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A core bit is a specialized drilling tool. Often an operator uses it to remove an intact core sample from something, such as a rock sample. In other applications, core bits drill large diameter holes such as sink cutouts and passages for wires. Core bits are useful in various commercial and research applications, including geological surveys and oceanic studies. Other types of core bits enlarge pre-drilled or cast holes, but these are solid bits that do not remove intact cores.
One of the uses of a core bit is to collect samples. As it is being cut, the core sample or plug passes through the hollow drill bit into the core barrel. Engineers use core samples to test the strength of construction materials, such as concrete. Scientists use them to study rock formations in search of precious metals or substances, such as oil.
Another use of a core bit is to drill large holes for passages. Often this is useful in construction where wires, conduit, or pipes need to pass through substances such as concrete, masonry, and other construction materials. Typically, electricians use core bits to drill out wooden studs to run electrical and data wiring. Plumbers use different sizes of core bits, from small ones for sink plumbing to large ones for toilet drainage.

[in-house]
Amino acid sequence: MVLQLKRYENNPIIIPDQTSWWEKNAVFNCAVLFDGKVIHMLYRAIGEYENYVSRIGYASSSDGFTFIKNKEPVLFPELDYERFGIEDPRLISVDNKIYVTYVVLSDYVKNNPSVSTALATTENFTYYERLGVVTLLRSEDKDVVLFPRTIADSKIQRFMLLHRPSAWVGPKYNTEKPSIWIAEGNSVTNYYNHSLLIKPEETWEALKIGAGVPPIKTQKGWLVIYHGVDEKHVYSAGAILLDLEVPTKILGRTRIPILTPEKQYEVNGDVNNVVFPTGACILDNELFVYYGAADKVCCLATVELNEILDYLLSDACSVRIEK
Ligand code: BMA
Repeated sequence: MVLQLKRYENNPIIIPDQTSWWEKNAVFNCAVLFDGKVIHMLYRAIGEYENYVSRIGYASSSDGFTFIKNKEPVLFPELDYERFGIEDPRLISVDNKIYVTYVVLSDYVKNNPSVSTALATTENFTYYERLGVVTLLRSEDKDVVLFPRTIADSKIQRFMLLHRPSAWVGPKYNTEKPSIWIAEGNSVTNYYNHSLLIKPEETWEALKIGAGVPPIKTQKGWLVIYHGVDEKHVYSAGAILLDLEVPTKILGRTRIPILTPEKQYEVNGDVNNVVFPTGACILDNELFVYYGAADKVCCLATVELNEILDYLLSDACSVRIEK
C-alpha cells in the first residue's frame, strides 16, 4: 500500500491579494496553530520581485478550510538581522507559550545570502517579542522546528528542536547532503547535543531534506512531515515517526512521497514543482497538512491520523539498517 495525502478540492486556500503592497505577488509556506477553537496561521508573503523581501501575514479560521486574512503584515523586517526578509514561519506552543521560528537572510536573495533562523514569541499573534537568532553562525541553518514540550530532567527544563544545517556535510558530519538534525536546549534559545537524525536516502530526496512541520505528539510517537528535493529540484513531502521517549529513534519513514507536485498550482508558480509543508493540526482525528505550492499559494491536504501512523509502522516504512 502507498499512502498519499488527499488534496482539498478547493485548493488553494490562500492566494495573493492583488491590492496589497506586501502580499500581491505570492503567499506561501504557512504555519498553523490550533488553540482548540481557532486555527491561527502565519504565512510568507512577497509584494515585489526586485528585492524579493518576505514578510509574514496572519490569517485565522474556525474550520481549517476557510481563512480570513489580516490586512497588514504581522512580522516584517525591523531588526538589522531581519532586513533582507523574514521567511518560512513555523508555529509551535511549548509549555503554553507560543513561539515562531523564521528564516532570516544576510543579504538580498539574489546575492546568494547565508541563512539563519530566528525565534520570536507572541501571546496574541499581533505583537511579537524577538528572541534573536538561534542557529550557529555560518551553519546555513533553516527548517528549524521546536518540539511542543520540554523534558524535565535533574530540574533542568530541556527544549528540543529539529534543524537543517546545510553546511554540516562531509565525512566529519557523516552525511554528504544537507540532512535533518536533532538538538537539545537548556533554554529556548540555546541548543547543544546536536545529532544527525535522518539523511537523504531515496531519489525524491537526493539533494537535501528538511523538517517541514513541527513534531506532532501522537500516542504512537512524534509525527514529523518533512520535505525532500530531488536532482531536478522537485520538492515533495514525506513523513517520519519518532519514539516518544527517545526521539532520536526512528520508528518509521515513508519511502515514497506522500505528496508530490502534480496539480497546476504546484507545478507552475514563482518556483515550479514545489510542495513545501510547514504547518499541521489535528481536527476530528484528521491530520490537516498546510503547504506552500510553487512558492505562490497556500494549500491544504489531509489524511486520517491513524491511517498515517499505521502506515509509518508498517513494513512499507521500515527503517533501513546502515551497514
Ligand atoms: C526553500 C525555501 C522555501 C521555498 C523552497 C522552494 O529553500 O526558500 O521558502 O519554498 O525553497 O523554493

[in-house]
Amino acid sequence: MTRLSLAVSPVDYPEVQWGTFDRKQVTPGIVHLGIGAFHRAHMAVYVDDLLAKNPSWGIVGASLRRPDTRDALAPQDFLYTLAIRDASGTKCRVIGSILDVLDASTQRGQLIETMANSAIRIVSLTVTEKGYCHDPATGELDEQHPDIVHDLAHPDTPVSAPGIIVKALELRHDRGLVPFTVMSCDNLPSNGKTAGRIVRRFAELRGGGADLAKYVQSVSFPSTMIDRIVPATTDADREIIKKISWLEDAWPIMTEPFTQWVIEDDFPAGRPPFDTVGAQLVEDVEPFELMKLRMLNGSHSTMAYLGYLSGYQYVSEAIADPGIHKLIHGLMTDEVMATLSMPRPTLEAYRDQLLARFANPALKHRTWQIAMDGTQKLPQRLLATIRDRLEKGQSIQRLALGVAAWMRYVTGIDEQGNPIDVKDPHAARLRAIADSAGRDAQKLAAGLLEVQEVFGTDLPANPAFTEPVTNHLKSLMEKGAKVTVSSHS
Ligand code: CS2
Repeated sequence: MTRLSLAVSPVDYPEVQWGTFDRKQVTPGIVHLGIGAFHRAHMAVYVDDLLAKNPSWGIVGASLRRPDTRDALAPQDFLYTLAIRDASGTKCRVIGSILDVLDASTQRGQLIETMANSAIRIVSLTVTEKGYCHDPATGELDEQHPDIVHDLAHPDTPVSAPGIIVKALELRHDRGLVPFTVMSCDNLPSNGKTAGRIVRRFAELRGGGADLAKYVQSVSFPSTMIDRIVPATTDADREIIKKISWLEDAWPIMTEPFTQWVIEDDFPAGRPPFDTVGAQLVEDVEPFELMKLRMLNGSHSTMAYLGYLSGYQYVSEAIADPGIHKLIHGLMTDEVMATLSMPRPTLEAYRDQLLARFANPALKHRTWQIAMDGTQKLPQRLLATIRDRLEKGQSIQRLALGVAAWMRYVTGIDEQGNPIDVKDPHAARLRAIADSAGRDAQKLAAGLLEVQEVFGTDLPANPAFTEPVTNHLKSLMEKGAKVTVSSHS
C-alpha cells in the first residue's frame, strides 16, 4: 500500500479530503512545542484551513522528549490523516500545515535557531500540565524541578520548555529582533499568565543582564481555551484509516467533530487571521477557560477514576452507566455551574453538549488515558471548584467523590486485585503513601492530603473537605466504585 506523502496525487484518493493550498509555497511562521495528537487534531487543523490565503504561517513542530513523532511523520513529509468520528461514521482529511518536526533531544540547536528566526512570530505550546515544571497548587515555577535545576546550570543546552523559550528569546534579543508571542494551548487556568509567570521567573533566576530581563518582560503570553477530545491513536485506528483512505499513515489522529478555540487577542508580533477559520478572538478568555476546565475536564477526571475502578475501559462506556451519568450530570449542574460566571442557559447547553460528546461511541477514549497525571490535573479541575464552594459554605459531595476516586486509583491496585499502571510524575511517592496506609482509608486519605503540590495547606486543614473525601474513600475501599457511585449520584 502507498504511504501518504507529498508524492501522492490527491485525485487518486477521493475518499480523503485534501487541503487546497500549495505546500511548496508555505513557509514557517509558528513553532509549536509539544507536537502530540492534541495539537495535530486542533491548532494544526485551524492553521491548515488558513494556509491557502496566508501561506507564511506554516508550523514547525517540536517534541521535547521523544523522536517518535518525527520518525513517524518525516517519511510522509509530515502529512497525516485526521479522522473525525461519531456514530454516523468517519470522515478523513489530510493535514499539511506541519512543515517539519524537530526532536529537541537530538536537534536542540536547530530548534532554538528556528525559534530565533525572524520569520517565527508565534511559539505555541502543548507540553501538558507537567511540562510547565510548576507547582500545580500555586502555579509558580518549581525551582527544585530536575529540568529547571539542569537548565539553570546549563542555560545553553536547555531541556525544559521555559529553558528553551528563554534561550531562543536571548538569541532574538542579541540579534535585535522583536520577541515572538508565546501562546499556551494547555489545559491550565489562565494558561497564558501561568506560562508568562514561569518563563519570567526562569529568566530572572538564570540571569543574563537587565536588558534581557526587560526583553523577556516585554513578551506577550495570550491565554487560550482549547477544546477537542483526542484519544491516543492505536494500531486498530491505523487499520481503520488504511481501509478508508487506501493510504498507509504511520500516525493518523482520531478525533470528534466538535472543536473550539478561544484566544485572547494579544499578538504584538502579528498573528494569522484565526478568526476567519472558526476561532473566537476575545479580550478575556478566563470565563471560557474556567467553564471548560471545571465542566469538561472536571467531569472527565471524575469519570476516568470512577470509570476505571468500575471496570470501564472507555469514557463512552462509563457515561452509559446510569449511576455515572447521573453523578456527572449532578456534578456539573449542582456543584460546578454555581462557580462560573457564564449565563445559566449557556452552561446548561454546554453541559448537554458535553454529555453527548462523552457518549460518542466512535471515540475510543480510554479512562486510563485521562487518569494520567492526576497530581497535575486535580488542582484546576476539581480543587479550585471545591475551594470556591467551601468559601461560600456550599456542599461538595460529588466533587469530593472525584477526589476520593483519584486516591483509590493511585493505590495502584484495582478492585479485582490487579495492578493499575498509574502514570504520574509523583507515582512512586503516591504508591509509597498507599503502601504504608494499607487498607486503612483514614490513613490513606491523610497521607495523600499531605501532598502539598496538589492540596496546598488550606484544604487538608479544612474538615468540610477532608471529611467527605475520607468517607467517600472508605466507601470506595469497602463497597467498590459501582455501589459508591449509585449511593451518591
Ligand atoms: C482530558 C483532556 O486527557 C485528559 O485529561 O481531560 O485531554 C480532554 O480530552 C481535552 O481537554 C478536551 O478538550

The type of core bit that does not collect a core or plug of material is used to enlarge existing holes. Generally, these core bits do not have a tip that will start a hole; therefore, an operator must pre-drill a hole with another type of bit. These core bits are similar to reamers, but reamers shave only a little material from a hole. A core bit may double the size of the hole.
There are different methods for setting up and using core bit drilling systems, depending on the application. Rotary systems use a drilling motion to power the bit. Piston-type systems use a hammering motion that is usually hydraulic-powered.
In order to drill through strong materials such as granite or engineered stone, manufacturers use industrial diamonds and synthetic diamonds for heavy-duty bits. When a worker is using a bit with diamonds, it is necessary to apply light pressure while the bit is working. Allowing the bit to spin freely may cause the diamonds to round off, and the bit segments may heat up and glaze over. This typically ruins bits, which may be rather expensive. Additionally, applying too much pressure may ruin the bit by causing it to crack or warp.
Manufacturers design core bits to use with hand drills, in core bit drill stands, or even mounted on a truck for large, specialty applications. Sometimes the size of the desired core determines the type of tool used. Often mineral core samples may be several feet long. The diameter of the core bit also determines the tool type. While plumbers and electricians use small hand-held drills, core bits that can drill out large diameter cores, such as for manholes, need stronger support.
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